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So in the process of playing around with post-thesis ideas, I'm getting down to the last few wacky logics that I've heard of that I don't have a satisfying-to-my-guts reductionist explanation for. (This is definitely to be construed as me begging anyone tell me of any more wacky logics you've heard of that you think I might not have!)

I think I've mostly got the "adjoint logic"-style Us and Fs dealt with now, although I still need to work out some details. Leaving out those and classical logics, my mental pictures looks kinda like this:

I can kind of approximately do the proof-irrelevant modality ▵ as a focusing

▵A = ∀x.b(x) ⊸ ∃y.b(y) ⊗ (a(x) ⊸ a(y) ⊗ A)

It's not really exactly the same mechanics as how Frank has ▵ written up in the 2001 paper, but I thiiiink it proves the same set of propositions. With the encoding, having ▵A on the right throws a b(x) into the context and licenses you to start decomposing ▵As on the left. Each time you do, you consume that b(x), create a fresh first-order variable y, and replace the b(x) with a b(y), and also the proposition (a(x) ⊸ a(y) ⊗ A). And so doing this repeatedly gives you a chain of dominoes ready to fall. If we decompose all of ▵A1, ▵A2, ▵A3, ▵A4, on the left the context would look like

(a(x) ⊸ a(y) ⊗ A1), (a(y) ⊸ a(z) ⊗ A2), (a(z) ⊸ a(u) ⊗ A3), (a(u) ⊸ a(v) ⊗ A4), b(v)

and now remember our ▵A on the right hasn't been fully decomposed yet; it still has

∃y.b(y) ⊗ (a(x) ⊸ a(y) ⊗ A)

left to go. So it can consume the b(v) (by choosing y := v) and yield up an a(x) which sets all the dominoes toppling. We can do forward reasoning that

a(x), (a(x) ⊸ a(y) ⊗ A1), (a(y) ⊸ a(z) ⊗ A2), (a(z) ⊸ a(u) ⊗ A3), (a(u) ⊸ a(v) ⊗ A4)

A1, a(y), (a(y) ⊸ a(z) ⊗ A2), (a(z) ⊸ a(u) ⊗ A3), (a(u) ⊸ a(v) ⊗ A4)

A1, A2, a(z), (a(z) ⊸ a(u) ⊗ A3), (a(u) ⊸ a(v) ⊗ A4)

A1, A2, A3, a(u), (a(u) ⊸ a(v) ⊗ A4)

A1, A2, A3, A4, a(v)

and on the right, consume the a(v) (since we chose y := v!) and expose the A.

So the token mechanism allows

---

Aha! And furthermore if I posit that there exists a first-order term * that has the property of b(x) implies b(*) for any x, then the above mechanism isn't broken too badly, and I get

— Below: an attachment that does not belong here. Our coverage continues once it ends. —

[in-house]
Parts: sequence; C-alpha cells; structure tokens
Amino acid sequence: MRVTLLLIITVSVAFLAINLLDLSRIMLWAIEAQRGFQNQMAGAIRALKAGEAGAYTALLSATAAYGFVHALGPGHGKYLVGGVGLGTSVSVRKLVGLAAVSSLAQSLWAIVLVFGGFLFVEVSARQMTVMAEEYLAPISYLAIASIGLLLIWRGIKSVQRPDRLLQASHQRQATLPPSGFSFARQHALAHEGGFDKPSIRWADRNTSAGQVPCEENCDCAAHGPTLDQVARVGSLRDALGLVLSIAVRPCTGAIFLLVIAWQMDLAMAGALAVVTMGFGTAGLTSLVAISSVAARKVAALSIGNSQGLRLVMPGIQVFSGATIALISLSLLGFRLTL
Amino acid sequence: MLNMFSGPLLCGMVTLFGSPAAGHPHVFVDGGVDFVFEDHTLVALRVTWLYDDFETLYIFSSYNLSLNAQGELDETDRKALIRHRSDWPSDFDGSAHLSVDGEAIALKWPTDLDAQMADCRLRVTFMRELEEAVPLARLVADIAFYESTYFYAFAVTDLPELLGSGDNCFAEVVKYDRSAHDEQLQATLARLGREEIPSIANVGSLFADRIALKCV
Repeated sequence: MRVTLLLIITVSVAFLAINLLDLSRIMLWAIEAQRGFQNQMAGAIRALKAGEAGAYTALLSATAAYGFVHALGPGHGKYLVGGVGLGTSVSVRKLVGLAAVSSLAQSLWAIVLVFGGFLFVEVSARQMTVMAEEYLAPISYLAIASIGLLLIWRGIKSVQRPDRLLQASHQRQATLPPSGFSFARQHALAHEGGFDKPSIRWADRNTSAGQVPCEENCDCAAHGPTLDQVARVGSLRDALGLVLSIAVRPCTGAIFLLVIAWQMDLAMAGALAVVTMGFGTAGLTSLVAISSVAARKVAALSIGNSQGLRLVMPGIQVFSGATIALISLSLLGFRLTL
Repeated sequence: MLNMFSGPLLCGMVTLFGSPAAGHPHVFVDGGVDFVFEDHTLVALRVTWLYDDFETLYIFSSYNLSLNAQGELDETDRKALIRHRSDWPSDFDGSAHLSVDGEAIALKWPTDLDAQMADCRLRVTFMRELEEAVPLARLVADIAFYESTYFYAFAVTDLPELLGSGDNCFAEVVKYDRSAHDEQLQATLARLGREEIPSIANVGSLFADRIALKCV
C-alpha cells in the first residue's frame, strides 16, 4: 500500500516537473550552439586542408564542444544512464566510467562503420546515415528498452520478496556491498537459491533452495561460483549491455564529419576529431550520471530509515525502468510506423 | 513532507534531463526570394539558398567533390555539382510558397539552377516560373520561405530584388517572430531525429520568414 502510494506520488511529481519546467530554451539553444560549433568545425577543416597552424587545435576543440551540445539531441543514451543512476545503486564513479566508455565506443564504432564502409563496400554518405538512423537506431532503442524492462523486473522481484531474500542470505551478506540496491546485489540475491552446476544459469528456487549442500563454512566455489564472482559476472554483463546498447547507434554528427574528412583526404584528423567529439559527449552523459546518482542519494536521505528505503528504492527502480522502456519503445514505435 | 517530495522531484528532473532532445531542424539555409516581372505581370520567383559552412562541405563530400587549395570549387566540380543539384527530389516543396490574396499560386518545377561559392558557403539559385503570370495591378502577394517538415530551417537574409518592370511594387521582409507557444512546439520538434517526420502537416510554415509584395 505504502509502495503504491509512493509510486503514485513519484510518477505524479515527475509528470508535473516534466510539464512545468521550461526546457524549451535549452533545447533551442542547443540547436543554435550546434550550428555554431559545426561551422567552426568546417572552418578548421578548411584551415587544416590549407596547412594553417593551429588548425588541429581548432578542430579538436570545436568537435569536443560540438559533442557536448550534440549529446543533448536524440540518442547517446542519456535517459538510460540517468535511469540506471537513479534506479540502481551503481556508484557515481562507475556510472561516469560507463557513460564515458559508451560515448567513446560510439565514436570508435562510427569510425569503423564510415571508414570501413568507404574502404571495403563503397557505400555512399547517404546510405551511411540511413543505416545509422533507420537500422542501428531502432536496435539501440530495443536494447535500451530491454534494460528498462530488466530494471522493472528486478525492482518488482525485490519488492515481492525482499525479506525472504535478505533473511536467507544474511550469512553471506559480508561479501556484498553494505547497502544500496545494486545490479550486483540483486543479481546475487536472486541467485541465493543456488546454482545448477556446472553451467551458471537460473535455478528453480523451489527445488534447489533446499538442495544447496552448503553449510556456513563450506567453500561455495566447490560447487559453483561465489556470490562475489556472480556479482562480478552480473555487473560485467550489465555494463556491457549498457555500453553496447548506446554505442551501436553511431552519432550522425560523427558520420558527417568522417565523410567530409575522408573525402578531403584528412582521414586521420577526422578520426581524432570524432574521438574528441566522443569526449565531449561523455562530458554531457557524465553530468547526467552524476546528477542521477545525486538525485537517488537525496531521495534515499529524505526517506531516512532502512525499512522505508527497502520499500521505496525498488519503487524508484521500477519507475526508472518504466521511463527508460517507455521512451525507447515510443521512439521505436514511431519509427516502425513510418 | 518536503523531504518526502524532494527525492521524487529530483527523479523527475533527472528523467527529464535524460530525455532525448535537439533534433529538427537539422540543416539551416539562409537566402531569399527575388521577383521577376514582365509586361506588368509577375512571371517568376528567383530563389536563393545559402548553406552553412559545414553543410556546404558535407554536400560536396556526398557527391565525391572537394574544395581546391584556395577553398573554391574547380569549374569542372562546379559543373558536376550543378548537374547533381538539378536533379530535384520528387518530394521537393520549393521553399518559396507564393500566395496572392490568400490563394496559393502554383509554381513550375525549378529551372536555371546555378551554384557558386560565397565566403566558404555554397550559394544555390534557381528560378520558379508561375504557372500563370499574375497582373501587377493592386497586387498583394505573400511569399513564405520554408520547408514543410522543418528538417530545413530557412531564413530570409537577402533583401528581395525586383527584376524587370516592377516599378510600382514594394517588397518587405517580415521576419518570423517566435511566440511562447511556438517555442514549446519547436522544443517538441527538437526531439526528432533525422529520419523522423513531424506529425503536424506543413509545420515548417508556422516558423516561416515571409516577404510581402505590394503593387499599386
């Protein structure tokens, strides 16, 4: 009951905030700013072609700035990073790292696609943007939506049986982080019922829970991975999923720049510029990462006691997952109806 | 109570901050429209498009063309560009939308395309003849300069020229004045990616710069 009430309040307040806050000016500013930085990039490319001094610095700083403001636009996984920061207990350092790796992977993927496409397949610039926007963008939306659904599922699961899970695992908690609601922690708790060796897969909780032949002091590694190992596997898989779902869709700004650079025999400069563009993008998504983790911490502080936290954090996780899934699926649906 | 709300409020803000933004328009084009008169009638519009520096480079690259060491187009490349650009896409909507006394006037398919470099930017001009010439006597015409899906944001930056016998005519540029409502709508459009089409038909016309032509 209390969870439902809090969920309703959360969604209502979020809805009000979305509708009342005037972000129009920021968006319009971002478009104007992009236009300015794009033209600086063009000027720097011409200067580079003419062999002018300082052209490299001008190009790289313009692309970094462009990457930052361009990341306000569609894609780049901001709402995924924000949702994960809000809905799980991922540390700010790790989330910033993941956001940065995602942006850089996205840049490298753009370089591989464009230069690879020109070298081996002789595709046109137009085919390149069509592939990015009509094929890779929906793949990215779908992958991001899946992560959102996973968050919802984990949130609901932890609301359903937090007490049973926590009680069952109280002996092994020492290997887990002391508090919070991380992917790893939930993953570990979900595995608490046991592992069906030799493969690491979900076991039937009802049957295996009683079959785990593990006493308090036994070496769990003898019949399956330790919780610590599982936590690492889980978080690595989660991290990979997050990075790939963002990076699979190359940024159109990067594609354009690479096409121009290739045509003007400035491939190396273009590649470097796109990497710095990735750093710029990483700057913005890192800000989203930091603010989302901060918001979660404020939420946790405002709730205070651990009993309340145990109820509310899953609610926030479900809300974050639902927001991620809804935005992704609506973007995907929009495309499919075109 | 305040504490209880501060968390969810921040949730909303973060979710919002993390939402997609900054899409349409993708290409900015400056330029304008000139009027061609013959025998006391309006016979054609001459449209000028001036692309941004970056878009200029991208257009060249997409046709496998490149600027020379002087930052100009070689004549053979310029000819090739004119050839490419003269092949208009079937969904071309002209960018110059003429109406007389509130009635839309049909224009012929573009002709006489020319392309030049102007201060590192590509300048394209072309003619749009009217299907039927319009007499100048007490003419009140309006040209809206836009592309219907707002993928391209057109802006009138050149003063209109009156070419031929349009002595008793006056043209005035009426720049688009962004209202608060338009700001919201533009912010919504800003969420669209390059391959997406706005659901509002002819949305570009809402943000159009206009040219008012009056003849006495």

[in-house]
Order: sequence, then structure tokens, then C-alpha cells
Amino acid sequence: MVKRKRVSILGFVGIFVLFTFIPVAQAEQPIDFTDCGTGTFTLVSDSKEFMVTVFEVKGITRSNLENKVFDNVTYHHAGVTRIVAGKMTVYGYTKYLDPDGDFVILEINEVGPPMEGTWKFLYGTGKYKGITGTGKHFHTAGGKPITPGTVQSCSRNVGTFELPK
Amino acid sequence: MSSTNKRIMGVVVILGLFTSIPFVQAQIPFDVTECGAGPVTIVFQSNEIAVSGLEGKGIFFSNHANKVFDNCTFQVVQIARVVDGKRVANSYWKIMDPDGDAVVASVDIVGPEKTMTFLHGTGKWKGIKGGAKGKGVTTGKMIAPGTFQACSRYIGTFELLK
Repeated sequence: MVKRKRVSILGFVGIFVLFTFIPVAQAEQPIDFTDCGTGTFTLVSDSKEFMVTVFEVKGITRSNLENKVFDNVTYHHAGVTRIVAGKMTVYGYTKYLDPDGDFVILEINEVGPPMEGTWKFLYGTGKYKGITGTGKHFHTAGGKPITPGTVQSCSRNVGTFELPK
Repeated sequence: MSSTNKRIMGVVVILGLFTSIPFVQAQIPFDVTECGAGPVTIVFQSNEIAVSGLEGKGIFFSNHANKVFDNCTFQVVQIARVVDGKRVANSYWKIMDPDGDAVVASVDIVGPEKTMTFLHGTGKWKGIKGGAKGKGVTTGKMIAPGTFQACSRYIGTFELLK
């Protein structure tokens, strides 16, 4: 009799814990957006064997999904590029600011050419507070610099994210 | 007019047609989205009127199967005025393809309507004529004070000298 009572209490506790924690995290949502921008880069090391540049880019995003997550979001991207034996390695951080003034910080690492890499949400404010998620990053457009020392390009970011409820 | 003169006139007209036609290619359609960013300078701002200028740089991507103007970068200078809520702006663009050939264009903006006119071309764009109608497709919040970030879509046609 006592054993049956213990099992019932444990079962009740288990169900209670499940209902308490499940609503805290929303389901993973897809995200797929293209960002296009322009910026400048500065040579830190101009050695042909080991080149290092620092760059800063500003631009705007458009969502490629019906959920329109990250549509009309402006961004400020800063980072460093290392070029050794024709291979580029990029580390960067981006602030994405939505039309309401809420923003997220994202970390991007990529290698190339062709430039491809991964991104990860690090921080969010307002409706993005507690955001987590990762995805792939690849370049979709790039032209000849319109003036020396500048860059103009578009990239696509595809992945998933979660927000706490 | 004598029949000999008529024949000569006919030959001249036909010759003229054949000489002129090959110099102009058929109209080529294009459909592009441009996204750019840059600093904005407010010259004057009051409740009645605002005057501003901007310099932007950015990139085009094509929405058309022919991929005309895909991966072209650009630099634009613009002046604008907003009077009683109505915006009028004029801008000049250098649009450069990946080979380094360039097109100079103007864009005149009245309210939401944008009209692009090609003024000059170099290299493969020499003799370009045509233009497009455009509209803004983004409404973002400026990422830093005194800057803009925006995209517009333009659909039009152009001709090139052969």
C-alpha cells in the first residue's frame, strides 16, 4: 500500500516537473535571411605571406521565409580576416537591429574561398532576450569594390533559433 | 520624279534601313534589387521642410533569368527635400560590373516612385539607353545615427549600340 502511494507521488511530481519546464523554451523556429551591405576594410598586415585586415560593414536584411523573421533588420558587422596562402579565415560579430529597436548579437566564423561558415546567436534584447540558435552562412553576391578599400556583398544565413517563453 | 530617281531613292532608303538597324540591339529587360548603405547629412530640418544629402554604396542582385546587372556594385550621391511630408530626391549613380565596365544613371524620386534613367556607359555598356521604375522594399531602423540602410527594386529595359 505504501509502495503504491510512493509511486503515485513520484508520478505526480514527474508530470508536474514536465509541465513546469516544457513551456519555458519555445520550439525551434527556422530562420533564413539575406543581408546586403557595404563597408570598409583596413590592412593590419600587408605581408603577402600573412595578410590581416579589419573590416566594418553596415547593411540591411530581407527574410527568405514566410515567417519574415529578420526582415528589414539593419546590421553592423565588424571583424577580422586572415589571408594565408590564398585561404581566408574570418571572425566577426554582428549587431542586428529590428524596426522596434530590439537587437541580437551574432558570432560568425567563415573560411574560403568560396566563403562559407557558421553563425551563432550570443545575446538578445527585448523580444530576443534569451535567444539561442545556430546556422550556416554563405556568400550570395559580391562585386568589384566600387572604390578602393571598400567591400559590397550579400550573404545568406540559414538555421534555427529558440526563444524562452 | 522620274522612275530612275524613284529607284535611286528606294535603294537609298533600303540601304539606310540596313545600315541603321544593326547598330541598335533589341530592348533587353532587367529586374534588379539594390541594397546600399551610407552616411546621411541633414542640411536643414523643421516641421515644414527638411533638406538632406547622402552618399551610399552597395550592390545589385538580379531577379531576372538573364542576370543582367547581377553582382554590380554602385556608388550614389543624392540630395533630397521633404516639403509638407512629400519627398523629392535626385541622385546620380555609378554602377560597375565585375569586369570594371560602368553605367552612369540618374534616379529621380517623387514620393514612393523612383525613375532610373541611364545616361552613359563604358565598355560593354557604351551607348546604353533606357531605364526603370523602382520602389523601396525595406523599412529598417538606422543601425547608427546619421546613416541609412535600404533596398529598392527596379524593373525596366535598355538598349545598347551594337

∀x.b(x) ⊸ ∃y.b(y) ⊗ (a(x) ⊸ a(y) ⊗ A) ⊣⊢ b(*) ⊸ b(*) ⊗ (∀x.a(x) ⊸ ∃y.a(y) ⊗ A)

so proof-irrelevance really

I think I've mostly got the "adjoint logic"-style Us and Fs dealt with now, although I still need to work out some details. Leaving out those and classical logics, my mental pictures looks kinda like this:

I can kind of approximately do the proof-irrelevant modality ▵ as a focusing

*four*-pole over two fresh positive atoms a and b:▵A = ∀x.b(x) ⊸ ∃y.b(y) ⊗ (a(x) ⊸ a(y) ⊗ A)

It's not really exactly the same mechanics as how Frank has ▵ written up in the 2001 paper, but I thiiiink it proves the same set of propositions. With the encoding, having ▵A on the right throws a b(x) into the context and licenses you to start decomposing ▵As on the left. Each time you do, you consume that b(x), create a fresh first-order variable y, and replace the b(x) with a b(y), and also the proposition (a(x) ⊸ a(y) ⊗ A). And so doing this repeatedly gives you a chain of dominoes ready to fall. If we decompose all of ▵A1, ▵A2, ▵A3, ▵A4, on the left the context would look like

(a(x) ⊸ a(y) ⊗ A1), (a(y) ⊸ a(z) ⊗ A2), (a(z) ⊸ a(u) ⊗ A3), (a(u) ⊸ a(v) ⊗ A4), b(v)

and now remember our ▵A on the right hasn't been fully decomposed yet; it still has

∃y.b(y) ⊗ (a(x) ⊸ a(y) ⊗ A)

left to go. So it can consume the b(v) (by choosing y := v) and yield up an a(x) which sets all the dominoes toppling. We can do forward reasoning that

a(x), (a(x) ⊸ a(y) ⊗ A1), (a(y) ⊸ a(z) ⊗ A2), (a(z) ⊸ a(u) ⊗ A3), (a(u) ⊸ a(v) ⊗ A4)

A1, a(y), (a(y) ⊸ a(z) ⊗ A2), (a(z) ⊸ a(u) ⊗ A3), (a(u) ⊸ a(v) ⊗ A4)

A1, A2, a(z), (a(z) ⊸ a(u) ⊗ A3), (a(u) ⊸ a(v) ⊗ A4)

A1, A2, A3, a(u), (a(u) ⊸ a(v) ⊗ A4)

A1, A2, A3, A4, a(v)

and on the right, consume the a(v) (since we chose y := v!) and expose the A.

So the token mechanism allows

*one*sweep through the context to rip off one layer of ▵, and still correctly models the nonidempotence of the proof-irrelevance modality.---

Aha! And furthermore if I posit that there exists a first-order term * that has the property of b(x) implies b(*) for any x, then the above mechanism isn't broken too badly, and I get

∀x.b(x) ⊸ ∃y.b(y) ⊗ (a(x) ⊸ a(y) ⊗ A) ⊣⊢ b(*) ⊸ b(*) ⊗ (∀x.a(x) ⊸ ∃y.a(y) ⊗ A)

so proof-irrelevance really

*is*two distinct monads.